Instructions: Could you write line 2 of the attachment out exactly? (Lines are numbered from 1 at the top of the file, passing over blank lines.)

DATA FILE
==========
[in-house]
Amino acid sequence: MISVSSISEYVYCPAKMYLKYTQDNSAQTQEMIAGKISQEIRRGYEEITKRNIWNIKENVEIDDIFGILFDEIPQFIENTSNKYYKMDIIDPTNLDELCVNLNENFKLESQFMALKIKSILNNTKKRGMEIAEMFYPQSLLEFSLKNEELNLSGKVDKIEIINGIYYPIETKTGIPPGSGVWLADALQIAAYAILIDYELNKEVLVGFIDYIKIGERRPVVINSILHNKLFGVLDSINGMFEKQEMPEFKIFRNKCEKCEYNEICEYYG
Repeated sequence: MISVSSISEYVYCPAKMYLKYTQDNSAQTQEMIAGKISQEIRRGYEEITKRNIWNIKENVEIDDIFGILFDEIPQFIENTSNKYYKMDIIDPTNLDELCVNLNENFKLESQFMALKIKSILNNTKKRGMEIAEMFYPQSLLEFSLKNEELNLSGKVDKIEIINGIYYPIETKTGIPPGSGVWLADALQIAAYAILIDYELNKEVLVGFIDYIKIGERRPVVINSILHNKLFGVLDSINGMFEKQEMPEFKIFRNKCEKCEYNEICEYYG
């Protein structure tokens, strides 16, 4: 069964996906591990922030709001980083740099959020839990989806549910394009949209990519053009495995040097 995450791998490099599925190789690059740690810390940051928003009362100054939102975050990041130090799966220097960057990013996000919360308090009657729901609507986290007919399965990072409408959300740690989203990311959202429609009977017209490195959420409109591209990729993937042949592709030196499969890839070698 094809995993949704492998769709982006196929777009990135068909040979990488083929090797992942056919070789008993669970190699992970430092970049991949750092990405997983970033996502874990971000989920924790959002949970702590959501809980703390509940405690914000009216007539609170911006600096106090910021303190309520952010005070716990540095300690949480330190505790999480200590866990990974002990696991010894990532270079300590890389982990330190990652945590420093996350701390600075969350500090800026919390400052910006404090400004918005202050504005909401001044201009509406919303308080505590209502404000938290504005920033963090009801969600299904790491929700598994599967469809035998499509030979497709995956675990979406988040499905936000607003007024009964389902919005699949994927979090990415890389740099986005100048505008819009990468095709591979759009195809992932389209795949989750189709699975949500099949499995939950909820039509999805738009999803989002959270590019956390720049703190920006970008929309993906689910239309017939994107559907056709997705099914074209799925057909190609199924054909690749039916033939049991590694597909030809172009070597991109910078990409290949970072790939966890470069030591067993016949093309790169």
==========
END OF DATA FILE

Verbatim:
Amino acid sequence: MISVSSISEYVYCPAKMYLKYTQDNSAQTQEMIAGKISQEIRRGYEEITKRNIWNIKENVEIDDIFGILFDEIPQFIENTSNKYYKMDIIDPTNLDELCVNLNENFKLESQFMALKIKSILNNTKKRGMEIAEMFYPQSLLEFSLKNEELNLSGKVDKIEIINGIYYPIETKTGIPPGSGVWLADALQIAAYAILIDYELNKEVLVGFIDYIKIGERRPVVINSILHNKLFGVLDSINGMFEKQEMPEFKIFRNKCEKCEYNEICEYYG